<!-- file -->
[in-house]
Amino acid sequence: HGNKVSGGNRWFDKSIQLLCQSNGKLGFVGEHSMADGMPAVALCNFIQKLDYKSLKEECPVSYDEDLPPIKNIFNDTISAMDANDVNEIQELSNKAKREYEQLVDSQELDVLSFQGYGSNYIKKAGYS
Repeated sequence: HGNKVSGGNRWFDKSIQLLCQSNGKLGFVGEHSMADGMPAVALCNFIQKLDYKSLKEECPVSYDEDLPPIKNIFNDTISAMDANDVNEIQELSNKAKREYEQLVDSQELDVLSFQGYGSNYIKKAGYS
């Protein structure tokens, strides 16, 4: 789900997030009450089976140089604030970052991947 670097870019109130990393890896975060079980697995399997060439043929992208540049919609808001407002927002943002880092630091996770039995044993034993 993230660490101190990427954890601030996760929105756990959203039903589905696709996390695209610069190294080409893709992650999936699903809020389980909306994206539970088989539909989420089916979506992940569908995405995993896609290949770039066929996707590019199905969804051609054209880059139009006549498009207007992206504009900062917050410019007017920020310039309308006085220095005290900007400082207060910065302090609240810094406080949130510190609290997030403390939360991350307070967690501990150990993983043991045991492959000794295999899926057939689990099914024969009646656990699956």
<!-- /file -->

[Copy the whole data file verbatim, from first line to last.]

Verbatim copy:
[in-house]
Amino acid sequence: HGNKVSGGNRWFDKSIQLLCQSNGKLGFVGEHSMADGMPAVALCNFIQKLDYKSLKEECPVSYDEDLPPIKNIFNDTISAMDANDVNEIQELSNKAKREYEQLVDSQELDVLSFQGYGSNYIKKAGYS
Repeated sequence: HGNKVSGGNRWFDKSIQLLCQSNGKLGFVGEHSMADGMPAVALCNFIQKLDYKSLKEECPVSYDEDLPPIKNIFNDTISAMDANDVNEIQELSNKAKREYEQLVDSQELDVLSFQGYGSNYIKKAGYS
């Protein structure tokens, strides 16, 4: 789900997030009450089976140089604030970052991947 670097870019109130990393890896975060079980697995399997060439043929992208540049919609808001407002927002943002880092630091996770039995044993034993 993230660490101190990427954890601030996760929105756990959203039903589905696709996390695209610069190294080409893709992650999936699903809020389980909306994206539970088989539909989420089916979506992940569908995405995993896609290949770039066929996707590019199905969804051609054209880059139009006549498009207007992206504009900062917050410019007017920020310039309308006085220095005290900007400082207060910065302090609240810094406080949130510190609290997030403390939360991350307070967690501990150990993983043991045991492959000794295999899926057939689990099914024969009646656990699956």